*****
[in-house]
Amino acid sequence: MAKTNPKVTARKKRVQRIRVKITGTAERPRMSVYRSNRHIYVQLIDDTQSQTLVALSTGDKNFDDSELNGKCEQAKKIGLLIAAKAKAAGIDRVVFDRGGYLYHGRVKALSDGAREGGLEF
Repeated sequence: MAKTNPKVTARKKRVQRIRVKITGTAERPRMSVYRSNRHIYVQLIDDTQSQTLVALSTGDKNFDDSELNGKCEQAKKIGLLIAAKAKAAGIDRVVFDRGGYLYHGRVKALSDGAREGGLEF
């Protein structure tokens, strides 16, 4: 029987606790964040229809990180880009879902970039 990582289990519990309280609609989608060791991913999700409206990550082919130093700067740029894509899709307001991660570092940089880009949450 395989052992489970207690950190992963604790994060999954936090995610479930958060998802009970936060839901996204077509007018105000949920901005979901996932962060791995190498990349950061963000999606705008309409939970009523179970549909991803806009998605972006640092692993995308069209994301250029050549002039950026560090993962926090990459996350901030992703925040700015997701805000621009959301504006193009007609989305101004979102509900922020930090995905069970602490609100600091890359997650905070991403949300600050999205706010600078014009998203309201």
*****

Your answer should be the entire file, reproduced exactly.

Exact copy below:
[in-house]
Amino acid sequence: MAKTNPKVTARKKRVQRIRVKITGTAERPRMSVYRSNRHIYVQLIDDTQSQTLVALSTGDKNFDDSELNGKCEQAKKIGLLIAAKAKAAGIDRVVFDRGGYLYHGRVKALSDGAREGGLEF
Repeated sequence: MAKTNPKVTARKKRVQRIRVKITGTAERPRMSVYRSNRHIYVQLIDDTQSQTLVALSTGDKNFDDSELNGKCEQAKKIGLLIAAKAKAAGIDRVVFDRGGYLYHGRVKALSDGAREGGLEF
């Protein structure tokens, strides 16, 4: 029987606790964040229809990180880009879902970039 990582289990519990309280609609989608060791991913999700409206990550082919130093700067740029894509899709307001991660570092940089880009949450 395989052992489970207690950190992963604790994060999954936090995610479930958060998802009970936060839901996204077509007018105000949920901005979901996932962060791995190498990349950061963000999606705008309409939970009523179970549909991803806009998605972006640092692993995308069209994301250029050549002039950026560090993962926090990459996350901030992703925040700015997701805000621009959301504006193009007609989305101004979102509900922020930090995905069970602490609100600091890359997650905070991403949300600050999205706010600078014009998203309201």